Instagram. What an absolutely fascinating place. Despite not being a user of platform until recently, I’ve been secretly admiring the filters on Instagram for some time. I saw people’s Insta posts dotted around in other locations on the internet and hatched a theory that the filters can make any old crap look good. Like, really, any old random, unimportant, aesthetically jarring rubbish. You don’t even need the slightest inkling of photography skills, just a phone and the urge to take photos of, well, whatever you darn well please. Whoever made those filters is a Goddamn genius. GENIUS, I tell you.(more…)
I’ve recently discovered ‘flexing’. What is that, you ask? I’m not convinced that anyone really knows for sure but I think it’s very amusing. Flexing, or maybe I should call it ‘flexin’, isn’t the thing that happens when you tense your muscles – well, it is the thing that happens when you tense your muscles, but that’s not the kind of flexin’ that I’m talking about. What I’m talking about translates to ‘showing off’; flaunting your material wealth and using this as a barometer to demonstrate to others how worthy you are as a person. It’s not a new concept and the term ‘flexin’ has been around for ages, but I should state that the cutting edge of culture (especially American culture) doesn’t reach me at the rock under which I live until way after the event, so if you already know what I’m talking about you’re probably thinking “Pfff, gurl where you been?”(more…)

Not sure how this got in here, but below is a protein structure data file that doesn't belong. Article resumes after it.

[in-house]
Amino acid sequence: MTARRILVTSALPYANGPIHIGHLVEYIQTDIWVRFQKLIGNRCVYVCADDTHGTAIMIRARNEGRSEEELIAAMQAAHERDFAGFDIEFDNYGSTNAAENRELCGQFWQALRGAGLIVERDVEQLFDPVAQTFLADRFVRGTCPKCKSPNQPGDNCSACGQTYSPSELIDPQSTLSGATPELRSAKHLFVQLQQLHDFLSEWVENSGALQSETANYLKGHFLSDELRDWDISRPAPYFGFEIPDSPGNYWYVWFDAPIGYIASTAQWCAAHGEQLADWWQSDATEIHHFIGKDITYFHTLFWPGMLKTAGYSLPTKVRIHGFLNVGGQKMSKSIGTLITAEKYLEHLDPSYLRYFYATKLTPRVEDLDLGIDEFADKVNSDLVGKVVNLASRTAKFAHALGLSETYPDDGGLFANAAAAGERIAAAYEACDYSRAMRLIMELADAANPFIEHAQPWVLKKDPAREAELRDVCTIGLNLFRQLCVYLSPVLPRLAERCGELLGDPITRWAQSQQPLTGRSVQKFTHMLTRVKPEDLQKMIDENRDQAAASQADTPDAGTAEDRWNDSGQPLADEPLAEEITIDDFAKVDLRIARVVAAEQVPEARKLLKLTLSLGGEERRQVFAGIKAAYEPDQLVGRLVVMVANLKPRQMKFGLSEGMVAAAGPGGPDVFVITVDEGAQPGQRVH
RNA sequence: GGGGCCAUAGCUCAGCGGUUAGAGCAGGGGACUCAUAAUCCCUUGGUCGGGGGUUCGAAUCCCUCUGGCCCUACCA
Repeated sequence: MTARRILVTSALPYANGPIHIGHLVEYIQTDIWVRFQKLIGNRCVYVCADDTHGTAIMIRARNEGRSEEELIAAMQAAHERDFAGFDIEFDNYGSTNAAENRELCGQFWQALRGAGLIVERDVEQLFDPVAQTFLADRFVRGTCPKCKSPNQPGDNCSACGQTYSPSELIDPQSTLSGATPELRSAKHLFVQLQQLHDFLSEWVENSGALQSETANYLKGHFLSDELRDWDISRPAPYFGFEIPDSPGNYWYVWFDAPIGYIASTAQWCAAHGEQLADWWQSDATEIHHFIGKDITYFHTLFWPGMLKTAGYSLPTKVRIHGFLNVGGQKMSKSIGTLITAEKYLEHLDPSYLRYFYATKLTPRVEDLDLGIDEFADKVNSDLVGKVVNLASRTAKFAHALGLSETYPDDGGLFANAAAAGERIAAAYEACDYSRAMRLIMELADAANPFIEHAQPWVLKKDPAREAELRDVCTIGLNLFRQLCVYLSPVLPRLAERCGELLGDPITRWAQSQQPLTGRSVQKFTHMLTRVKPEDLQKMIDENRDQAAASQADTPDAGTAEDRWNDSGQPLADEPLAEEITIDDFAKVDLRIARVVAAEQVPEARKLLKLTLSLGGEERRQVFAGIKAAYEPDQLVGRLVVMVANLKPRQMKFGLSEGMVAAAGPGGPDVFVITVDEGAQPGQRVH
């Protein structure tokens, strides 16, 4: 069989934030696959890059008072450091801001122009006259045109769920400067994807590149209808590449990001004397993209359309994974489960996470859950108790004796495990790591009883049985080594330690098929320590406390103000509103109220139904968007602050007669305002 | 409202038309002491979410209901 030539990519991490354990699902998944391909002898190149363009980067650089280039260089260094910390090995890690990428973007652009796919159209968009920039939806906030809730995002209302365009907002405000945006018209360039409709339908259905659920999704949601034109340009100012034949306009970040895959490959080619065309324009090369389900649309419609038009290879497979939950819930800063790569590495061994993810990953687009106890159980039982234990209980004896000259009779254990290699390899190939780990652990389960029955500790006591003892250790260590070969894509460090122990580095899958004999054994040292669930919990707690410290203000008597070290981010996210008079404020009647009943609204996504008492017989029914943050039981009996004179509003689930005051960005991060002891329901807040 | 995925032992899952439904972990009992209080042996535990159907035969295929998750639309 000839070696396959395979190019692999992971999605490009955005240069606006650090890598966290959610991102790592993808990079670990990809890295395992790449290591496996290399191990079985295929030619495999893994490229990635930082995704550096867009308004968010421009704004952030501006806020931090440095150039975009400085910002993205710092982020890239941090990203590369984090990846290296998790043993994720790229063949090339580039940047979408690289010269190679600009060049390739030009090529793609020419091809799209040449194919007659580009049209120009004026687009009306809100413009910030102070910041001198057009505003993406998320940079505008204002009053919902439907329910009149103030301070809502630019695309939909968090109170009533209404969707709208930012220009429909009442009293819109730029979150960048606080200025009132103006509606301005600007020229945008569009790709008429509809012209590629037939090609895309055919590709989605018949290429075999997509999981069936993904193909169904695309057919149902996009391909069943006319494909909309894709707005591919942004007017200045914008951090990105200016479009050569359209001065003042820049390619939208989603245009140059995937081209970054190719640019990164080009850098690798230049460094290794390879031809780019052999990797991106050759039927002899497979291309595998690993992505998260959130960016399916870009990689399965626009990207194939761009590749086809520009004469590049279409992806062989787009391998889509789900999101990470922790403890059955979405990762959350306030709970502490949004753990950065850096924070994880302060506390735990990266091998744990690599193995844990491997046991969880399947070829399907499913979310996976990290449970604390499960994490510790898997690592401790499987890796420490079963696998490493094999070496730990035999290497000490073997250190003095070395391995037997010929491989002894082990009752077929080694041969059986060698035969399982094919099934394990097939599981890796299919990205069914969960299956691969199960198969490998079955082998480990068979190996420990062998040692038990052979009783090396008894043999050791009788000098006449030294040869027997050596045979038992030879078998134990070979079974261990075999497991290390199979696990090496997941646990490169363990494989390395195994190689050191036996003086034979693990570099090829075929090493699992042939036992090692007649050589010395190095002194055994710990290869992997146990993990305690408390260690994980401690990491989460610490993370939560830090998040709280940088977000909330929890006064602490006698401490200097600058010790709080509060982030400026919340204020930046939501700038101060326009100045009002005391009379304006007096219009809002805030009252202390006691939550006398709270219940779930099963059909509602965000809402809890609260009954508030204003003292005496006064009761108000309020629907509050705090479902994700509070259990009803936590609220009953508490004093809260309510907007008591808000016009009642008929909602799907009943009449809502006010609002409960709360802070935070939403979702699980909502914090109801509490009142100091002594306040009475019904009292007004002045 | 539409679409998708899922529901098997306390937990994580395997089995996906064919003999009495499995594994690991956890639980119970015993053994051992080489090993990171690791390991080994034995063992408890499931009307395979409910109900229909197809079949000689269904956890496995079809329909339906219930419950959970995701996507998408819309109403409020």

When I was little, I was excited about the prospect of adult life. I envisaged a whole world of adventure and possibility, no bed time and no one around to tell you what to do. Adults seem like they have their shit together. Things make sense to them and they know about stuff and, as a kid, I wanted some of that for myself. Being a kid is tough. No one takes you seriously, you have to do what people tell you and and you’re really small so there are many things you need help with, like opening impossible crisp packets and the vexing task of tying your shoelaces. Plus you have to go to school, which, for me, anyway, was a confusing, terrible place that felt like a twelve-year prison sentence. So I longed for the day I could burn my school uniform and do what I wanted in the world of grown-ups.(more…)
You know what I’m completely sick of? Seeing those ‘inspirational’ quote posters, but when you read the quote it quickly becomes apparent how utterly meaningless and hollow it is, like the soul of a career politician. They’re complete rubbish; an eel in the desert makes more sense.
People go mad for them at the moment. They’re littering social media like rubbish on a hot day at the beach. But here’s the thing: I’m convinced that people are pretending to understand them in order to make themselves seem cool and inspirational. Those people share them on their social media, thinking “Ah, yes, everyone will see how cool and deep I am when they see this intellectual, philosophical shit” not realising (or caring?) that the words are empty and the quote makes no sense.
Alarmingly, though, the act of people sharing the quote legitimises the poster’s meaning as something does makes sense: if loads of people claim to understand it, then it becomes something that can be understood. Even if the quote is still meaningless, and those people are probably lying.
It reminds me of when people use long words because they want to show how clever they are but in reality they don’t fully understand the words and so end up using them in the wrong context and essentially looking like a complete knob.